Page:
Patagonia is in a league of its own. For almost three decades the outdoor apparel and gear company has been a champion of environmental stewardship and social responsibility. They are leaders in reporting transparency, responsible marketing, employee engagement, consumer education, and helping environmentally oriented start-ups.
Patagonia is a member of 1% for the Planet and they are a Certified Benefit Corporation. Being a Benefit Corporation (B Corporation) they are legally required to:
1) Have a corporate purpose to create a material positive impact on society and the environment.
2) Redefine fiduciary duty to require consideration of the interests of workers, the community, and the environment.
3) Publicly report annually on its overall social and environmental performance using a comprehensive, credible, independent, and transparent third-party standard.’
Patagonia’s involvement with 1% for the Planet is another way that they advocate for the environment and give back to the wider community. The goal at 1% is to empower everyone to drive major pro-social initiatives. For almost a decade they have been helping businesses to be engines of positive environmental change. They support, food, wildlife, water, climate, environmental education, land stewardship, and environmental human health.
Patagonia is about far more than sustainable clothing and food, they market their products more responsibly than almost any other company in the world. They are committed to lowering consumption levels, to illustrate the point a couple of years ago the company took out a full-page ad in the New York Times on the biggest retail sales day of the year, “Black Friday.” The advertisement pictured its R2 Jacket beneath a caption reading: “Don’t Buy This Jacket.”
Now the company is taking its advocacy to the next level by promoting a campaign called “responsible economy” which is aimed at shaping policy and influencing businesses in addition to reaching consumers. This campaign is looking to explore what a sustainable economy of the future will look like. It asks important questions about the future of growth while acknowledging finite limits.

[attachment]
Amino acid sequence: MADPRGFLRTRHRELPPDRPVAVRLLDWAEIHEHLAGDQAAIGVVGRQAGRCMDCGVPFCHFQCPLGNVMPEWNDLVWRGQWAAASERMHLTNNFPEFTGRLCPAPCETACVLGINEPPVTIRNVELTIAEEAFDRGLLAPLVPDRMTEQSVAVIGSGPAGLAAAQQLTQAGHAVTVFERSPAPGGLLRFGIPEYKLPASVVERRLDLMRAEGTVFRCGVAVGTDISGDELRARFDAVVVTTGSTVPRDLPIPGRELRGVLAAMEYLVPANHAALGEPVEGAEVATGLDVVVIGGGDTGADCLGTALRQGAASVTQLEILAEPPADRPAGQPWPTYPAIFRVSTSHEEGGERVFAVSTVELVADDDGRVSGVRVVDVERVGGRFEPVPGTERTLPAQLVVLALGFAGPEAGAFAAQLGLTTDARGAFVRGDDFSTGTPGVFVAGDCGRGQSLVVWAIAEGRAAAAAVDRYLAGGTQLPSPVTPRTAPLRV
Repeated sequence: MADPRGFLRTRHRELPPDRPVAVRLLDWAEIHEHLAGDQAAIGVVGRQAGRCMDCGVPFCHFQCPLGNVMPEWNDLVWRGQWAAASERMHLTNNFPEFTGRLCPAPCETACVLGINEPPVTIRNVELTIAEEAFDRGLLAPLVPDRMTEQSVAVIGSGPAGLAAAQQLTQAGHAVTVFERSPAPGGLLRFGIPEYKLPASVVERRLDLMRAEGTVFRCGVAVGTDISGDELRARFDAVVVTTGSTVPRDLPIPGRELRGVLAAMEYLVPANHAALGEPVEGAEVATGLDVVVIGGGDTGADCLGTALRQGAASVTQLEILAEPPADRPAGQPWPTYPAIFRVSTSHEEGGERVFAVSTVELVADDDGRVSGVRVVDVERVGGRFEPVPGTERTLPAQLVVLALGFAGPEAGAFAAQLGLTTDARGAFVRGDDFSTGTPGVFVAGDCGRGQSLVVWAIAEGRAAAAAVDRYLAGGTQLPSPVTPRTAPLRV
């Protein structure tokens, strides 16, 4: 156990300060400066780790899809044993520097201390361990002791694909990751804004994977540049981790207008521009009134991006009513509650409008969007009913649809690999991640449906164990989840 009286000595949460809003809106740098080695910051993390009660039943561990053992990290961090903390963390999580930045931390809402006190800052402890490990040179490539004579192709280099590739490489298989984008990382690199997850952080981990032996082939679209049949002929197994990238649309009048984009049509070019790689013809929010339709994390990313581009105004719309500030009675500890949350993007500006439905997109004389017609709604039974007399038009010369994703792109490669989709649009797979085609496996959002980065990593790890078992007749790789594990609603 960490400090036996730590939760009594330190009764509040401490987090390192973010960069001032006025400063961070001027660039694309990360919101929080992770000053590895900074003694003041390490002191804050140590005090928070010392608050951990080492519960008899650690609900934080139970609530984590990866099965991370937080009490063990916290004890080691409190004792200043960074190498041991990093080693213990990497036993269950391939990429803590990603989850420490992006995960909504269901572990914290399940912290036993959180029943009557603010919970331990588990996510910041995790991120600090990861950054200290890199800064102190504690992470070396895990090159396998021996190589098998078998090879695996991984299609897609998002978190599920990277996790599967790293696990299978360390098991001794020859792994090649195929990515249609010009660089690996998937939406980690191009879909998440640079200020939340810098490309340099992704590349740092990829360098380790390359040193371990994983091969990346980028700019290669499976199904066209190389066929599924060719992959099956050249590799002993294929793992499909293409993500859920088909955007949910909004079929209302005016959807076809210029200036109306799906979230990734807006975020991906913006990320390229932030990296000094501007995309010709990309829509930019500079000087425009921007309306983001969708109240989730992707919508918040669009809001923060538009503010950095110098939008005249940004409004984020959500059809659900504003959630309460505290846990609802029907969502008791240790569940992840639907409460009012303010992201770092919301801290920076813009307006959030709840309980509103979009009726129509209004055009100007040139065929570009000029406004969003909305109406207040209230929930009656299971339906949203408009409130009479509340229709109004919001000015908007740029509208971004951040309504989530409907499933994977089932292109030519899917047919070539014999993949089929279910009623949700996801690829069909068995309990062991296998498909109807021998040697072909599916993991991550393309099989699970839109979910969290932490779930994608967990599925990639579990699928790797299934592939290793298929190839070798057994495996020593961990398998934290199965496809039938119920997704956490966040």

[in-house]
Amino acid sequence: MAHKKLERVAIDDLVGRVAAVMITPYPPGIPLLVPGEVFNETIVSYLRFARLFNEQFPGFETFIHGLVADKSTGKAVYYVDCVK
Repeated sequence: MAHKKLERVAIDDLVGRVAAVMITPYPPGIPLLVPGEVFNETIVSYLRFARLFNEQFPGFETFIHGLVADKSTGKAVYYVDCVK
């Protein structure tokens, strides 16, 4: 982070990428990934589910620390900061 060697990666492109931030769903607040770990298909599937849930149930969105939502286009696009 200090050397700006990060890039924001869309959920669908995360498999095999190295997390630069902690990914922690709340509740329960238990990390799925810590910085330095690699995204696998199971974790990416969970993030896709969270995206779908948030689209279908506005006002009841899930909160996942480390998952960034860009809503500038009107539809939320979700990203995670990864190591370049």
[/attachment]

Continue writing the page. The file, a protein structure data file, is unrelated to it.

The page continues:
In addition to reducing unnecessary consumption, they are very involved with ensuring that their products do not end up in landfills. Through its Common Threads Initiative, Patagonia encourages consumers to buy and sell its clothing through a storefront on eBay. They also encourage customers to sign a pledge agreeing to responsible product stewardship.
Patagonia’s employees are also very much involved in the company’s sustainability efforts. As part of the Footprint Chronicles, Patagonia employees travel the world tracking products from design to distribution center scrutinizing all aspects of the company’s product and supply chain. This is not only for Patagonia employees it also serves to educate consumers.
The owner of Patagonia is Yvon Chouinard, he recently traveled to Cleveland to receive the Inamori Ethics Prize from Case Western Reserve University’s Inamori International Center for Ethics and Excellence. The prize is awarded to people who have demonstrated exemplary ethical leadership, and whose actions and influence have created the potential for improving the condition of humankind.
Chouinard is a hero in the sustainability community he is a global leader in corporate social and environmental responsibility. Chouinard was influenced by America’s naturalists John Muir, Henry David Thoreau, and Ralph Waldo Emerson.
The elimination of toxins at Patagonia illustrates the reason why so many sustainable business leaders venerate Chouinard. When he found out that formaldehyde in his clothing was giving his employees headaches, he radically altered his supply chain eliminating the toxin altogether.
Eliminating pesticide-laden industrially grown cotton, was no small feat as he was hard pressed to find an organic alternative. Rather than give up, he leveraged his company to help create an organic cotton farming industry.
Mr. Chouinard is an inspiration to so many people in and out of the business community because he is doing more than being responsible, he is trying to change the way business is done. He is the embodiment of ethics and leadership that values people and the planet.
Earlier this year Patagonia launched a $20 million dollar internal venture fund to invest in environmentally responsible startups focused on clothing, food, water, energy, and waste. As Chouinard stated, it is “about positive benefit to the environment.” Equity investments, partnerships, and joint ventures are focused on using business to help solve the environmental crisis.
To add to Patagonia’s long list of sustainability initiatives, the company announced that it will use 100 percent traceable down across its entire collection of down-insulated products starting in the Fall 2014 season.
© 2013, Richard Matthews. All rights reserved.
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